Table 5: Our MMD+Mix-up MI defense significantly outperforms the Mem-Guard defense [jia2019memguard] on the CIFAR-10 and CIFAR-100 dataset using Alexnet, VGG-16 and ResNet-20 CNNs. The numbers are averaged across the three neural networks.

4.5 Comparison against Existing Defenses

In this section, we compare our defense with existing defenses.

In modern deep neural network training, -regularizer and dropout is widely used. In our experiment, we already use these two techniques during the training, thus we don’t compare our defense with these two. Model stacking, according to [jia2019memguard], will incur high label loss, which implies high testing accuracy drop. In this paper, we focus on defenses that are able to maintain the testing accuracy while defending the membership inference attack.

According to [jia2019memguard], the Mem-Guard defense could outperform all existing defenses including MIN-MAX Game defense [nasr2018machine], here we focus our comparison with Mem-Guard. We adopt the code from  [jia2019memguard] and use default parameters. In our experiment, we test Baseline attack, Global-Probability attack, Global-Loss attack, Global-TopOne attack, Global-TopThree attack and Class-Vector attack against Mem-Guard. We exclude the two instance level attack here because training a model with Mem-Guard is slow, and we need to train 50 shadow classifiers to learn instance-specific information. Even for a small CNN like Alexnet, it takes 14 hours to train one Alexnet classifier on CIFAR-10 with mem-Guard. For comparison, it takes 20 minutes to train one Alexnet classifier with our MMD+Mix-up defense.

For the same reason, when comparing with Mem-Guard, we use only three of the seven NN architectures used in earlier evaluations. More specifically, we use AlexNet, VGG-16 and ResNet-20 on CIFAR-10 and CIFAR-100 dataset. We chose these three because they are small, and faster to train with Mem-Guard.

The results (averaged over AlexNet, VGG-16 and ResNet-20) are shown in Table  5. We see that Mem-Guard defense can fully defend Global-TopOne attack and Global-TopThree attack. However, when it comes to Global-Proability attack and Class-Vector attack, Mem-Guard defense can only reduce the attack advantages of these two attack to the attack advantage of baseline attack. Mem-Guard has no impact on the baseline attack, since it does not reduce the generalization gap. Our defense, which focus on reducing the generalization gap, provides better defense since the largest attack advantage under our defense is lower than the largest attack advantage under Mem-Guard defense by a noticeable margin (0.046 for CIFAR-10 and 0.158 for CIFAR-100).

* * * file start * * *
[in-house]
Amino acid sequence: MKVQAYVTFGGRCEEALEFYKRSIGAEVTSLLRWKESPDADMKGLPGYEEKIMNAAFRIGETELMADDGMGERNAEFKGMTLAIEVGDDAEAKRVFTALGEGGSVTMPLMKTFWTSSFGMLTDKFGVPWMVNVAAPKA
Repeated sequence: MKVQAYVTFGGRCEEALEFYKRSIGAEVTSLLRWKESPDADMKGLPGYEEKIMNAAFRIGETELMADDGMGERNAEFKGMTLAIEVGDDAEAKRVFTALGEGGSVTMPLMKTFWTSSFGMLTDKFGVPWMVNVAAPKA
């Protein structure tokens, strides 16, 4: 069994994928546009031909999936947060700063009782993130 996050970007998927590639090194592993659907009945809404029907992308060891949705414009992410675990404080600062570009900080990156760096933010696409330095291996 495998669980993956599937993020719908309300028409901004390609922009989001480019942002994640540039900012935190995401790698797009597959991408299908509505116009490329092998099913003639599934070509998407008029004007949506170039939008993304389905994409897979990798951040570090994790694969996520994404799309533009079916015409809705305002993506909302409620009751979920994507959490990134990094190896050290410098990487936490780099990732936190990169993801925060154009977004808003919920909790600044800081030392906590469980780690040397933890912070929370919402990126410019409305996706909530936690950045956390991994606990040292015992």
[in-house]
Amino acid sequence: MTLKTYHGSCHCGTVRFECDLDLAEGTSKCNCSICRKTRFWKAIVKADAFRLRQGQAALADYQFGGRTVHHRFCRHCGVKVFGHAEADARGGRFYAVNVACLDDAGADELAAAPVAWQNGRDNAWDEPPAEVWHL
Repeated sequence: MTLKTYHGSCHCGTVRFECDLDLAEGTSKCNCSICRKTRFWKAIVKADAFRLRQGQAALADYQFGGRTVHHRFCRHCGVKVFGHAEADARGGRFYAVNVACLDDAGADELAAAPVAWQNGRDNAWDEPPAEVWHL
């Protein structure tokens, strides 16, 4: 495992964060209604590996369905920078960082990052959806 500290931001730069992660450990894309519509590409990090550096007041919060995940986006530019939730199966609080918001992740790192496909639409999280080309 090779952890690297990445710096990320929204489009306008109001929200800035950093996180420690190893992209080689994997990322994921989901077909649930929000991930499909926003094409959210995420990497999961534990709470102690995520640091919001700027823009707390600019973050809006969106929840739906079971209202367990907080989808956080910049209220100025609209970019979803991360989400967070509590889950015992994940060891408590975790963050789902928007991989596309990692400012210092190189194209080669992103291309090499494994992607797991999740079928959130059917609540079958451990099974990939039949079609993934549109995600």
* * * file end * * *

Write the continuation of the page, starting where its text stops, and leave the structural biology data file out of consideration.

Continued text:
Differential privacy offers a principled defense against MI attacks, in the sense that the parameter determines an upperbound on the advantage of any possible MI attacks. However, current techniques for satisfying DP do not yet offer practically effective defense against MI attacks. Existing techniques incur heavy cost in terms of testing accuracy. For example, as reported in [abadi2016deep], when the privacy budget is , the test accuracy (trained using all data) is on CIFAR-10 dataset. The test accuracy without differential privacy guarantee is using an architecture similar to [abadi2016deep], and over 95% using DenseNet. From the perspective of privacy, one should note that ensures a theoretical upperbound of on MI advantage, and yields a theoretical upperbound of . In contrast, while our defenses are deployed, the largest attack advantage is 0.093 and 0.168 for CIFAR-10 dataset and CIFAR-100 dataset, respectively.

5 Related Work

Membership inference from summary statistics were studied in the context of Genome-Wide Association Studies (GWAS). Homer et al. [homer2008resolving] proposed attacks that could tell with high confidence whether an individual participated in a GWAS study, assuming that the individual’s DNA is known. The attack works even if the group includes hundreds of individuals. Because of the privacy concerns from such attacks, a number of institutions, including the US National Institute of Health (NIH) and the Welcome Trust in London all decided to restrict access to data from GWAS. Wang et al [WLW+09] improved these attack techniques.

Li et al. [LQS+13] introduced the membership privacy framework, which prevents an adversary from significantly improving its confidence that an entity is not in the dataset or not, and showed that -differential privacy is equivalent to membership privacy where the adversary’s prior belief is such that the probability of any instance’s membership is independent from that of any other instance. This framework was used in Backes et al.  [backes2016membership] to address privacy concerns with genomics data.